which now involves math, science, engineering, and law? A very rich real
world practical issue.

Prospects for foundationalism seems quite good to me. WIsh I was 23 and not

If there is a way to settle disagreements, then there is no need to have
> individuals who are geniuses in several dimensions at once.  Progress can
> be achieved by a group.  Indeed, group progress is the way progress has
> always been achieved, in any arena of human endeavor.

I do not believe in foundational advances by committee. E.g., this was
tried with Algol. What happened to Algol?

When I play a classical piano solo piece and have a new style/effect that
has a striking effect on the listener, this requires a subtle combination
of a mixture of complex musical ideas and technical execution, mixed
together. I cannot imagine coming up with anything groundbreaking in this
respect by a committee or even with two people. There is no division of
labor that we know about here. And if there could be a division of labor.

I can see the role of committees when the basic foundational work is done
at the conceptual level. For instance, basic foundational insights might
suggest the construction of computer systems with certain properties, those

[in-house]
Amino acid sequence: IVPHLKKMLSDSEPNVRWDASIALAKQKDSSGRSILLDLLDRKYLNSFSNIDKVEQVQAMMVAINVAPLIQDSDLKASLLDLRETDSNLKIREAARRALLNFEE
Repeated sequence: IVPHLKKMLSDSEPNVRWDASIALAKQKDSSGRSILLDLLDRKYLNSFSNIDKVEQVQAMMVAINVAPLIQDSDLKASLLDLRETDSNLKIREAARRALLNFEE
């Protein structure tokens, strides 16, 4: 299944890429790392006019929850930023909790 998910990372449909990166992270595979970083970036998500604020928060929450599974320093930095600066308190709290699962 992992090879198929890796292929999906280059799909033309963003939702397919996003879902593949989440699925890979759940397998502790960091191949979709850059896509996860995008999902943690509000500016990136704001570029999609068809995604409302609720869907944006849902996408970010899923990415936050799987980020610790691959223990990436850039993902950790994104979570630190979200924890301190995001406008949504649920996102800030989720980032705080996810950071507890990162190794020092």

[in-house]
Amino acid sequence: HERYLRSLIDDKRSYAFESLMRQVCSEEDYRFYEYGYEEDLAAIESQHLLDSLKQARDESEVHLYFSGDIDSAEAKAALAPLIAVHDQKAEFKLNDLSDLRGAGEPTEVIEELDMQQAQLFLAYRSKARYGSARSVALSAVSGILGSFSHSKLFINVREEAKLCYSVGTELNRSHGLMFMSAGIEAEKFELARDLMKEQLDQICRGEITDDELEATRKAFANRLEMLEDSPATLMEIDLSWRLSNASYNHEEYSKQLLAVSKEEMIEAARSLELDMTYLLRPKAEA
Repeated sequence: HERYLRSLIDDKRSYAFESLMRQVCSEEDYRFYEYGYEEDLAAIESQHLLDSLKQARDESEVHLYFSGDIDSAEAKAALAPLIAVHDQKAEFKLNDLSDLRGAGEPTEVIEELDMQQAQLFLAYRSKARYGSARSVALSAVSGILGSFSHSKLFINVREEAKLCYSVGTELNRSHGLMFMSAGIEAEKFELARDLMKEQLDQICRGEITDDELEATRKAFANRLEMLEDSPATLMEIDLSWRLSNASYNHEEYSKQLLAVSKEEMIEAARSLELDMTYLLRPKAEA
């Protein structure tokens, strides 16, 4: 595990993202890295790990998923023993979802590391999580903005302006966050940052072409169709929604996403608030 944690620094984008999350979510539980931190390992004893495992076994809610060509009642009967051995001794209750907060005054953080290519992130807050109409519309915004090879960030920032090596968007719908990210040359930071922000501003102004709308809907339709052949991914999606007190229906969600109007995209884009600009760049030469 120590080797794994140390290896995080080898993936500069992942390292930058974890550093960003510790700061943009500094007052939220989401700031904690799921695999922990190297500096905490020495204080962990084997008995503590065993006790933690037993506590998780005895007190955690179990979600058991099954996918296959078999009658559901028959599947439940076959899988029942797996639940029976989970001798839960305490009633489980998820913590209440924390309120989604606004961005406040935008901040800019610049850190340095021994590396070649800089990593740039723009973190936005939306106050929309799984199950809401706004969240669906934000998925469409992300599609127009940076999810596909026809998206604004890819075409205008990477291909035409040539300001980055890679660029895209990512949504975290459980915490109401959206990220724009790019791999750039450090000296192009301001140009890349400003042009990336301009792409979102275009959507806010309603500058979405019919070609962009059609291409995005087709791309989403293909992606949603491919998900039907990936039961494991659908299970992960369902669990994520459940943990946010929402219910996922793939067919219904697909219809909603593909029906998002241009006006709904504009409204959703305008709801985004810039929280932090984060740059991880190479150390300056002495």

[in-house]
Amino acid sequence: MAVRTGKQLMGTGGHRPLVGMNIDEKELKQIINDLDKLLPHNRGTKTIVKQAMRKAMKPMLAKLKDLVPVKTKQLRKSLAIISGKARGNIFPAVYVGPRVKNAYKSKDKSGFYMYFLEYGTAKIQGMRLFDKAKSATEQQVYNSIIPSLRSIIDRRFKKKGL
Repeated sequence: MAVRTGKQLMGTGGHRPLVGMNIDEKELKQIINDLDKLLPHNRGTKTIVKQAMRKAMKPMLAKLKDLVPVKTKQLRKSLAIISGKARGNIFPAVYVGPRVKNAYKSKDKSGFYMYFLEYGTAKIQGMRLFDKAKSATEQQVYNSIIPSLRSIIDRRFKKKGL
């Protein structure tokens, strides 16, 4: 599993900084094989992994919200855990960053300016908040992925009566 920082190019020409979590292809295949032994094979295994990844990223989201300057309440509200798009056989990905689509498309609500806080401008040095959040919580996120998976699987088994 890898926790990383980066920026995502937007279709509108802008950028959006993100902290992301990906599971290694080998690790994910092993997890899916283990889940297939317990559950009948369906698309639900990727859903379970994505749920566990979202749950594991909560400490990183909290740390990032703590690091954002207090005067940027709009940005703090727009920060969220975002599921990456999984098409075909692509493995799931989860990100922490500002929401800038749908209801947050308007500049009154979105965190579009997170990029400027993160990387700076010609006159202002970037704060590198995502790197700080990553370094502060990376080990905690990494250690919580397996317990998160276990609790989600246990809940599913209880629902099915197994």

properties never having been considered, and may have profound
consequences. Then specialists in the construction of the relevant computer
systems could get involved without necessarily even caring about any
foundational issues. That is an obvious division of labor.

> Conversely, if there is no way to settle disagreements, then
> foundationalism is impossible.  Thousands of philosophers throughout
> history have convinced themselves that they have laid solid foundations
> once and for all, but come on...who are they kidding?  The Standard Model
> of physics is an amazing accomplishment, but once we reach the point where
> disagreements can no longer be settled by experiment, what is there left
> to do?
> It is bizarre and anomalous that such a high degree of agreement is
> achievable in mathematics.  Despite the success of f.o.m., I think we have
> no good explanation for this anomaly.  I believe that Kripkenstein, or
> what Friedman likes to call Wittgenstein-inspire skepticism, demonstrates
> that even foundationalism in mathematics has its limits.  If it weren't
> for mathematics, there would be overwhelming evidence that such a high
> degree of agreement is impossible (without a correspondingly high number
> of murders).  Somehow we're lucky to have one success story, but I see no
> grounds to be optimistic about similar successes in other arenas, where
> there is no credible mechanism for settling disputes definitively.

in my opinion, I think you are attaching too much importance to the
settling of disputes issue. As I said earlier, we still have profound
disagreements about the ISMS, but foundationalism has led to an intricate
deep understanding of various critical aspects of the ISMS, through RM and
hopefully SRM, and other tools.

Harvey Friedman